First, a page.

The Wars of the Chips
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The year is 1997 and Intel, Hewlett Packard, Digital, IBM, Motorola, Microsoft, Apple, Cyrix and AMD are engaged in the first (or second, or third, or fourth- I forget), great Chip War. Digital is suing Intel for stealing Alpha technology for its Pentium Pro II and possibly upcoming Deschutes (P6), Williamette and Merced processors. Intel, for its part, is revoking technology "sharing" agreements with Digital and may no longer be a stable supplier of chips for Digital's PCs (understated). Intel's Merced will be a 0.25-micron process, 1,400 MHz, 1.5MB of on-chip cache P7 class processor. Working hand in hand with Hewlett Packard, Intel is co-developing the 64 bit Merced RISC chip. Merced is based on Very Long Instruction Word (VLIW) technology that lacks object-code compatibility with existing 80X86 architectures. The hallmark of VLIW is simplicity. A VLIW chip typically has many execution units, laid out in a neat grid, that run multiple instructions on each clock cycle. VLIW requires smart compiler software to schedule those instructions. A key component of the effort will be a VLIW software and/or hardware translator -- that will convert 80X86 code into machine code that the VLIW processor can execute (at sufficiently high speeds).

It turns out the Digital/Intel settlement may be a windfall for Digital while at the same time legitimizing the "Merced Standard"( I guess crime does pay). Digital stands to gain close to 2 billion dollars in damages, payable in discounts on the purchase of Intel chips and development /manufacturing assistance. Intel may even manufacture Alpha chips and add hooks and translation code into Merced to run Alpha applications. I wonder how Hewlett Packard feels?

IBM stolidly works on perfecting, speeding up, etc. the Power PC- the core of its UNIX /AS400/PC/NC/Java based hardware architectures. With the heavyweight (or should I say burdensome) support of Apple, the Power PC continues to languish in the personal computer arena. Perhaps NEXT/Rhapsody will inject new life into the PowerPC arena. Perhaps Oracle or Silicon Graphics will then buy the beleaguered company and transform it into a formidable Wintel competitor. Microsoft, that "annoying pest", continues to ally itself with major IBM rivals, including Digital and indirectly, Hewlett Packard (through Intel) and of course, Intel itself. It will also be interesting to see whether the release of Merced strengthens or weakens the Wintel alliance. Finally, if the alliance should weaken significantly, will Microsoft delve even more deeply into silicon development and production? Will Intel promote more open, alternative operating systems in tune with their vision of distributed computing? One thing to remember: Industry dominance today is no guarantee of dominance 18 months from now. Rapid technology change can easily transform today's juggernauts into tomorrows has-beens (and vice-versa).

Cyrix/IBM (M2) and AMD (K6) boldly proclaim, "we can do anything you can do better (and cheaper)." Currently, at least with a computer running Windows 95 and the K6- AMD can make the statement that they are as good (and much cheaper). The new Cyrix M2 chip looks even faster than the AMD K6 chip (running Windows 95). Hoping that Intel "prematurely" leaves the 80X86 arena, Cyrix and AMD will continue to exploit this architecture. Offering little vision for the future, these two chip makers are content to engage, and occasionally win a war of one-upmanship with Intel and it allies while hopefully one day making a profit. Cyrix, with National Semiconductor merger, may forge a new vision and direction. And of course, Intel's enemies are AMD's and Cyrix's friends. Intel, for its part, reluctant to lose its 80X86 mainstay, will do its best to evolve more advanced (and much faster and probably expensive) CPU implementations /architectures while keeping the current 80X86 user base satisfied. Along the way- a few protracted legal battles with AMD and Cyrix; strong arm policies with the computer press; and Slot 1/2-might help keep the "usurpers" in their lowly place. To keep things interesting- Cyrix, AMD and possibly Intel will soon have a new challenge in the 80X86 arena. Centaur Technology's soon to be released IDT-C6 RISC based chip will offer Pentium 200MMX performance (across "commonly" used applications) at one-half the cost of a comparable Intel processor, less power consumption and a much simper design. Finally, I am sure Intel will do its best to prevent "clone" chip makers from building Merced takeoffs. CEO Andy Grove's guide line: The paranoid will survive... Intel inside.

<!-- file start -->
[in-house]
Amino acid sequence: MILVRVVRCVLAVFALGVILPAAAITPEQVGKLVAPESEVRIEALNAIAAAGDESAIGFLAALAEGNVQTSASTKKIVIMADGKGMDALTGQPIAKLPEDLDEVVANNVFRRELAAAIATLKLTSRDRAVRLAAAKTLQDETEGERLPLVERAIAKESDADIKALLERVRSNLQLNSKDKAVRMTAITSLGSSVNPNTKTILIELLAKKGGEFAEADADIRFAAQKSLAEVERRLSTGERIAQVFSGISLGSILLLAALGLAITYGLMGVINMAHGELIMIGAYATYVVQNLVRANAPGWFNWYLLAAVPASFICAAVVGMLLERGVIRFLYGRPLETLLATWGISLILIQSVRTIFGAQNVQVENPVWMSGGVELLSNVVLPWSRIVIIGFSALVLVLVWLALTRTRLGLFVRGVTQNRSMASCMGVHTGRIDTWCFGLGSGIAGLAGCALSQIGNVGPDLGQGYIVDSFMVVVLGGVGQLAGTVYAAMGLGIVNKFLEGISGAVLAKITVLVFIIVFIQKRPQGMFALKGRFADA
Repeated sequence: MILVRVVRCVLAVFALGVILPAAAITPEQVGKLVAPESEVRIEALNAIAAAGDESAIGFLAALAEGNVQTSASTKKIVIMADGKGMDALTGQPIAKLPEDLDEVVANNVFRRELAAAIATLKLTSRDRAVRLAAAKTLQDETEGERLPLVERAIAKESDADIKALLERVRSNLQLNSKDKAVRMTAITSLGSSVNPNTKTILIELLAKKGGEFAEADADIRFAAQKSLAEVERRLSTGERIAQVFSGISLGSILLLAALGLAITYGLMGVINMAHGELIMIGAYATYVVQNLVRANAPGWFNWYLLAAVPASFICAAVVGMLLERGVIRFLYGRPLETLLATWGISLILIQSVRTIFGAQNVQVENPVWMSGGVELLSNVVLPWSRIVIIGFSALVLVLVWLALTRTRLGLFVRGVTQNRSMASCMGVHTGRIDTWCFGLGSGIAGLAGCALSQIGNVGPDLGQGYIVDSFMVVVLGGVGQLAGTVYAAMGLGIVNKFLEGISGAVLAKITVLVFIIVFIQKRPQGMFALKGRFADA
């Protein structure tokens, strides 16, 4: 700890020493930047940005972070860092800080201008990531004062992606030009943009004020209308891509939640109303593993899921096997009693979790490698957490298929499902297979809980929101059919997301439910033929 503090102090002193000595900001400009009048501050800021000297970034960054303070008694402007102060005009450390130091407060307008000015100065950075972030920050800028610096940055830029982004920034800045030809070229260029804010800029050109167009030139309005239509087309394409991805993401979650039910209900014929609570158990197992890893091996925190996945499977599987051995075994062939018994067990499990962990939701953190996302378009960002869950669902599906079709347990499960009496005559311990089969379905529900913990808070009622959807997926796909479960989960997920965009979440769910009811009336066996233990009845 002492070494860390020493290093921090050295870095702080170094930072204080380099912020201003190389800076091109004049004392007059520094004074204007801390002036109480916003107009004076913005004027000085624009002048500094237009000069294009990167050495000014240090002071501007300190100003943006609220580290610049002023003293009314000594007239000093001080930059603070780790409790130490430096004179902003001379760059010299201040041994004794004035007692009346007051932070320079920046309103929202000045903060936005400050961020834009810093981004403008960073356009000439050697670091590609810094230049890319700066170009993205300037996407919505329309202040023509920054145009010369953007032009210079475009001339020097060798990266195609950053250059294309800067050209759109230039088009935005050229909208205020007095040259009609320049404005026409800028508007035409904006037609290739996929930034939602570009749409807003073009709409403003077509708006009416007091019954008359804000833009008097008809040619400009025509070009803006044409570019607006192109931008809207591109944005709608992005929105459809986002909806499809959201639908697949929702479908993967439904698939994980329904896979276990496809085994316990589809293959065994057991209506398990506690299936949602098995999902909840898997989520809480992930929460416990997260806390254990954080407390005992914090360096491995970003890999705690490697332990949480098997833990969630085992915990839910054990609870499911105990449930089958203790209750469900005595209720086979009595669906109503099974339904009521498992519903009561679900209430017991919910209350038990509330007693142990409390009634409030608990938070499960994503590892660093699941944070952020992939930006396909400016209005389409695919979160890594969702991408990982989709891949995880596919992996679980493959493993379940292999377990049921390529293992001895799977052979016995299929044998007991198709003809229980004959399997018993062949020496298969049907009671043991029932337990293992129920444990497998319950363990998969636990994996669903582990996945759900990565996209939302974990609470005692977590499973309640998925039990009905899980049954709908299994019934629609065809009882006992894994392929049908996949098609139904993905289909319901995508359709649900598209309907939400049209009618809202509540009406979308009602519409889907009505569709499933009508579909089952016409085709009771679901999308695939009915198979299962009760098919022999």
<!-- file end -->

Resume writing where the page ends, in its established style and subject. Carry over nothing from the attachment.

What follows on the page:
And then of course there is Microsoft- well positioned as usual and attempting to make Windows NT 4/5 the operating system for everyone. An operating system that will fully replace legacy systems, handle huge volumes of commercial transactions, have 8+ processor SMP/Cluster support, offer strong security, excellent portability, powerful distributed relational database /object /management functions, professional graphics handling and run on your personal desktop as a gateway to the New (and very insecure) world of the Internet. If the last sentence seems absurd (and long!)- so be it. Like the Emperor's new cloths- no one wants to tell the millionaires at Microsoft that the paradigm their New Technology (NT) rests on is rapidly shifting. The network is the computer? The Internet is the network? The Internet is the computer and what technology is designed to securely, simply and powerfully integrate with the Internet? NOT Windows NT (at least in its' current incarnation). Not withstanding a billion dollars of NT R&D, Microsoft would do well to remember the lesson of the dinosaurs-bigger is not always better.

 

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